Similarly the surface area of the abstraction plays a big part in how concise and productive the team can become. For example, languages such as C++ are often criticised for having an enormous syntactical surface area that makes it taxing for the developer - more cognitive effort is spent on remembering and recalling syntax when writing and reading code as apposed to a language such as Clojure whose terse syntax affords good re-usability and simplicity.
Another crucial aspect of building good software is trust, and trust can be built into the system by choosing appropriate tools, libraries and patterns. For example, I shouldn't have to worry about the consequences of loosing work if my computer breaks - version control is a good solution to this. Similarly, it would be beneficial if I didn't have to spend time thinking about whether my servers are online - containerisation and fault-tolerant infrastructure is a good solution to this and allows me to focus more time and energy on delivering business value.
Inside the code, I can favor languages with static type systems to enable safe and efficient refactoring, leading to less technical debt and bugs caused by regressions. I can choose to implement tests to increase my confidence in changes to the code made over time. I can pick patterns such as event-sourcing to facilitate changes to my domain model in response to changes in business requirements without having anxiety from the consequences of data loss.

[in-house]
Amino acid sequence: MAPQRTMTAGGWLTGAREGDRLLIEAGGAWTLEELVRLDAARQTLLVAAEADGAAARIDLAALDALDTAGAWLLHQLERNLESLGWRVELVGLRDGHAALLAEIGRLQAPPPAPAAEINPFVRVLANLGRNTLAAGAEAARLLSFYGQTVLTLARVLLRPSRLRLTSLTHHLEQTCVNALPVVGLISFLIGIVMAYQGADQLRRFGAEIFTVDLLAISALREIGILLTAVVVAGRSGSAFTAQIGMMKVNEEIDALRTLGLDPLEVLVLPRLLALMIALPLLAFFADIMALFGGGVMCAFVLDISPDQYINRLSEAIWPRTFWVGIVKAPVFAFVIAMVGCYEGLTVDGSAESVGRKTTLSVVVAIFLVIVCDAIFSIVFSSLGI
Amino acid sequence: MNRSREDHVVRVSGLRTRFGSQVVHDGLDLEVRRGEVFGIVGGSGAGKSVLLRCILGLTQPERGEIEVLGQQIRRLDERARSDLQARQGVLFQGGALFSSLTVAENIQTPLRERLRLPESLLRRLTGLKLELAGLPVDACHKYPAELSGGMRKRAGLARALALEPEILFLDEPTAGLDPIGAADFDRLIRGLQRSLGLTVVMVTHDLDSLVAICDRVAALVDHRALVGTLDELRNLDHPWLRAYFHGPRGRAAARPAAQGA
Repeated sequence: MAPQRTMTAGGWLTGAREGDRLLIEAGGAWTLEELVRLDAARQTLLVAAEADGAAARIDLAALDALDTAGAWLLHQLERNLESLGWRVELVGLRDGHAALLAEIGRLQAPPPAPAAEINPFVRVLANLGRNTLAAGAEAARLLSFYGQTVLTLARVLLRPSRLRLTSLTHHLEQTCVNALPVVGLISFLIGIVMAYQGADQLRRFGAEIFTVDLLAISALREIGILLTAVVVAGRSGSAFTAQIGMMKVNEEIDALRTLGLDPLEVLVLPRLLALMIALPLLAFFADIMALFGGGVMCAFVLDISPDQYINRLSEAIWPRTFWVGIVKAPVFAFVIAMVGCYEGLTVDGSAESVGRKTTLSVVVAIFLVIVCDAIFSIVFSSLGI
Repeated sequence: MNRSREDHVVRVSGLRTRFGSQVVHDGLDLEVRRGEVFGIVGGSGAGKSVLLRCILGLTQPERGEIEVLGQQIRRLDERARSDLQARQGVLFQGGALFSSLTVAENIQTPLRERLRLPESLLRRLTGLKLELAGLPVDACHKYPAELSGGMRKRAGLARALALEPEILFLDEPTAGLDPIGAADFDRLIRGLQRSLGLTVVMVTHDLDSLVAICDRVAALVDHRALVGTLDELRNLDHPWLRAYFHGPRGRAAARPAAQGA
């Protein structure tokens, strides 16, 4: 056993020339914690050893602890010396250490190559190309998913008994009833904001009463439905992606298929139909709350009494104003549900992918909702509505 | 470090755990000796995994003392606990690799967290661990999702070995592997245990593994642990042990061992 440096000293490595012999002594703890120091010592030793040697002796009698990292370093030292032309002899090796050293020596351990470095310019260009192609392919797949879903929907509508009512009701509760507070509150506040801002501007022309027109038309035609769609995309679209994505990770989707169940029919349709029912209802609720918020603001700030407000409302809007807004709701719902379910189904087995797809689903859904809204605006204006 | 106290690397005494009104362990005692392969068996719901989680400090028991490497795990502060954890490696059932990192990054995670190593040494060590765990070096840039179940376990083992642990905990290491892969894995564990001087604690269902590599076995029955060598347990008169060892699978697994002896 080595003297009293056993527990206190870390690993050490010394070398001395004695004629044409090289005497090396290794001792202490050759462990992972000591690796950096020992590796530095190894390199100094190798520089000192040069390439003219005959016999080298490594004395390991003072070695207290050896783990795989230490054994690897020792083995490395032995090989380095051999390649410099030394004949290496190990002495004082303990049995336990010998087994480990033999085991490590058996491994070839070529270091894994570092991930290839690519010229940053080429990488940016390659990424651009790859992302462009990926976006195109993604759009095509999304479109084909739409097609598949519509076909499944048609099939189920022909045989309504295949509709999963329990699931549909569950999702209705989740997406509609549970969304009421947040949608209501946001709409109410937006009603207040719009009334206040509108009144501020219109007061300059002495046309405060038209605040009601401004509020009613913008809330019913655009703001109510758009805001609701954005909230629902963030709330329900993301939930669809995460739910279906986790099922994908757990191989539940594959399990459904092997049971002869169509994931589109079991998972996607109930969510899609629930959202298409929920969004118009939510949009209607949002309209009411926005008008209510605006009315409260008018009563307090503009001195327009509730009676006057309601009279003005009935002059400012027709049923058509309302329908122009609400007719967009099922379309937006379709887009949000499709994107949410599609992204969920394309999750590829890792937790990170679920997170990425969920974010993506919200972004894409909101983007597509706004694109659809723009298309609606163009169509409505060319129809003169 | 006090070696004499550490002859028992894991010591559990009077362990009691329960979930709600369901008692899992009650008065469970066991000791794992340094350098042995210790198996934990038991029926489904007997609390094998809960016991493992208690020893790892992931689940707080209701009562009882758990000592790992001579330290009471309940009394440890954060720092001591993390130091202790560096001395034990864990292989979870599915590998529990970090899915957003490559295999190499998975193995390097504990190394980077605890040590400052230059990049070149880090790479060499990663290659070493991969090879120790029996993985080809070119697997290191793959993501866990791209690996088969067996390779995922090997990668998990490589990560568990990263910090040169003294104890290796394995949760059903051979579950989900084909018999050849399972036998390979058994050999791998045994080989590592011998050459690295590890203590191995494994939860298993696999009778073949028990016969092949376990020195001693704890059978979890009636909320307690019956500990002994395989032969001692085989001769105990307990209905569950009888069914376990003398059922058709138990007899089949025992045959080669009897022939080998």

In addition to the concrete benefits, building trust in to the system has a positive effect on the ways in which groups of software engineers collaborate with one another. For example, picking a battle-tested front-end framework such as React affords high confidence and trust that the likelihood of encountering insurmountable problems is small; it's a tool that has been used to build some of the most complex applications already.
Occams Razor states that the simplest solution is often the correct one, and this is certainly something that applies to software engineering. This is the reason why paradigms such as functional programming are becoming popular - there are constraints introduced by the system that encourage structuring programs in a pure and composable way. Often constraints such as these force principles that further reduce cognitive load once the principles become autonomous and second-nature.
One of React's founding principles is that the view is a pure function of state. This simple principle yields a deliberate separation between the notion of state, side effects and output which encourages good programming principles more generally; for example, it's easier to refactor and improve code if it's state and side effects are loosely coupled.
We've explored how being intentional around the languages, tools, patterns and libraries we choose can have a profound impact on our cognitive load, and consequently our ability to deliver business value as software engineers. Remember Occams Razor, often the simplest solution is the correct one.